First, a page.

Team Human

January 1, 2013

In Team Human, pre­em­i­nent dig­i­tal the­o­rist Dou­glas Rushkoff argues that we are essen­tial­ly social crea­tures, and that we achieve our great­est aspi­ra­tions when we work togeth­er, not as indi­vid­u­als. Yet today soci­ety is threat­ened by a vast anti­hu­man infra­struc­ture that under­mines our abil­i­ty to con­nect. Mon­ey, once a means of exchange, is now a means of exploita­tion; edu­ca­tion, con­ceived as way to ele­vate the work­ing class, has become anoth­er assem­bly line; and the inter­net has only fur­ther divid­ed us into increas­ing­ly atom­ized and rad­i­cal­ized groups.

Discussion Questions

Cour­tesy of Dou­glas Rushkoff

  1. What are the most press­ing chal­lenges we face as indi­vid­u­als and a col­lec­tive? How can we begin to dis­till these chal­lenges in ways we can eas­i­ly digest and work to improve?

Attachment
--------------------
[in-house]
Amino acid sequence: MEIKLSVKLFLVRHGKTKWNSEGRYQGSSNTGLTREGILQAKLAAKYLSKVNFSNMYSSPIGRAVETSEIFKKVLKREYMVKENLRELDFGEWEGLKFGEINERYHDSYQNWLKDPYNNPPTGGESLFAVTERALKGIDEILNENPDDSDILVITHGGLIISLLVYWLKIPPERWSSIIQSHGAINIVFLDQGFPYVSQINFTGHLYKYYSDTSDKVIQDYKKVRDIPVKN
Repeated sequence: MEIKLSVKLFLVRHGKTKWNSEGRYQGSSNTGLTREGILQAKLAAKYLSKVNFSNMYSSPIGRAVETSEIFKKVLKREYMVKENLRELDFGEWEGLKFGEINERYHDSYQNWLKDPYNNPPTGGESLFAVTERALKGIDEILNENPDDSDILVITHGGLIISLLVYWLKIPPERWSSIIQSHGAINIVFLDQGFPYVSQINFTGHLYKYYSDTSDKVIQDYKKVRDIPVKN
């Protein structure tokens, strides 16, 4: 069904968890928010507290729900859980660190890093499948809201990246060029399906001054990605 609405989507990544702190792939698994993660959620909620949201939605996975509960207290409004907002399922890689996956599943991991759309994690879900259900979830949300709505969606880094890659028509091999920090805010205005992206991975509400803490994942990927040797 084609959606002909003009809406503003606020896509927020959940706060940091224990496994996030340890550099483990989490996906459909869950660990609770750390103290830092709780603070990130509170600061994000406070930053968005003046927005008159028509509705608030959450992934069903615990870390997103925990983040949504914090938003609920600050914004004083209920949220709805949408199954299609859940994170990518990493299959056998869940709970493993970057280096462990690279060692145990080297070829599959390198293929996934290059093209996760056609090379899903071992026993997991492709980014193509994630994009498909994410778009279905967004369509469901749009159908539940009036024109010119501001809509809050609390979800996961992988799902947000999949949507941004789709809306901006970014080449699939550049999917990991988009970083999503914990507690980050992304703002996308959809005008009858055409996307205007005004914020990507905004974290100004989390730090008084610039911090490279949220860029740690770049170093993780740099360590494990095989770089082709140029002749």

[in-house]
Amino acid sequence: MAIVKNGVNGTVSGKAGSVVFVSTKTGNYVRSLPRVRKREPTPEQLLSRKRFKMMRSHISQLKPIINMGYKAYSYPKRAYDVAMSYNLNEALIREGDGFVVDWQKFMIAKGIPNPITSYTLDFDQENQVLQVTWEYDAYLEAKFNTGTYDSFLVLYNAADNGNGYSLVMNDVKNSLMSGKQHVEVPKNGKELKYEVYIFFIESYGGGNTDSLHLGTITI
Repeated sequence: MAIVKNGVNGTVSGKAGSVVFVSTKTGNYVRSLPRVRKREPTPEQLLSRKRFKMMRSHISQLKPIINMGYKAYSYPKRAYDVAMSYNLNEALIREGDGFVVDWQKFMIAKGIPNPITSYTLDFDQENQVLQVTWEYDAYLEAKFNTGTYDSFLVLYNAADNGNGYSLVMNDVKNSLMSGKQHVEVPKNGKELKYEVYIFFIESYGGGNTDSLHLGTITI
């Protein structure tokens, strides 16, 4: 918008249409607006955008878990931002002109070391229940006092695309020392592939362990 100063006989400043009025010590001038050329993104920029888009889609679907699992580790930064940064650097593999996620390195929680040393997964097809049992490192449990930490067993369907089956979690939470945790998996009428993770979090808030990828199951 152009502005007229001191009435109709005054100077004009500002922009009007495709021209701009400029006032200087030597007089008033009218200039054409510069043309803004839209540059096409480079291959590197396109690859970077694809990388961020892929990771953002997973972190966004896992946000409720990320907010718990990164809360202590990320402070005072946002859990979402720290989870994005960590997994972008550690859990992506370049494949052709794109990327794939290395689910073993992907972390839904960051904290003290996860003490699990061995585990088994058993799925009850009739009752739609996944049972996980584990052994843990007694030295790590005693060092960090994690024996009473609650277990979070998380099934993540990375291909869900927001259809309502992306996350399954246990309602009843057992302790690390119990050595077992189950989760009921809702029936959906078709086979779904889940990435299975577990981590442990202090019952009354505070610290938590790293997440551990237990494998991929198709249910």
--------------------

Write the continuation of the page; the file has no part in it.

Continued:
2. What kinds of civic groups and orga­ni­za­tions exist in our com­mu­ni­ty? What kinds should exist? How do we reach oth­ers to engage in true dialogue?

  3. How often do you speak to your neigh­bors and com­mu­ni­ty mem­bers about local issues?

  4. What is the role of tech­nol­o­gy in our lives? How much do we per­form for our devices?

  5. Has social media ever made you feel atom­ized or depressed? How do you work to mon­i­tor your time spent on the platforms?

  6. What kinds of spir­i­tu­al prac­tices or tra­di­tions do you believe to be use­ful in reclaim­ing your human­i­ty? What do you reg­u­lar­ly prac­tice and how does it help you?

  7. What kind of change do you wish to see on a local lev­el? Nation­al lev­el? Glob­al level?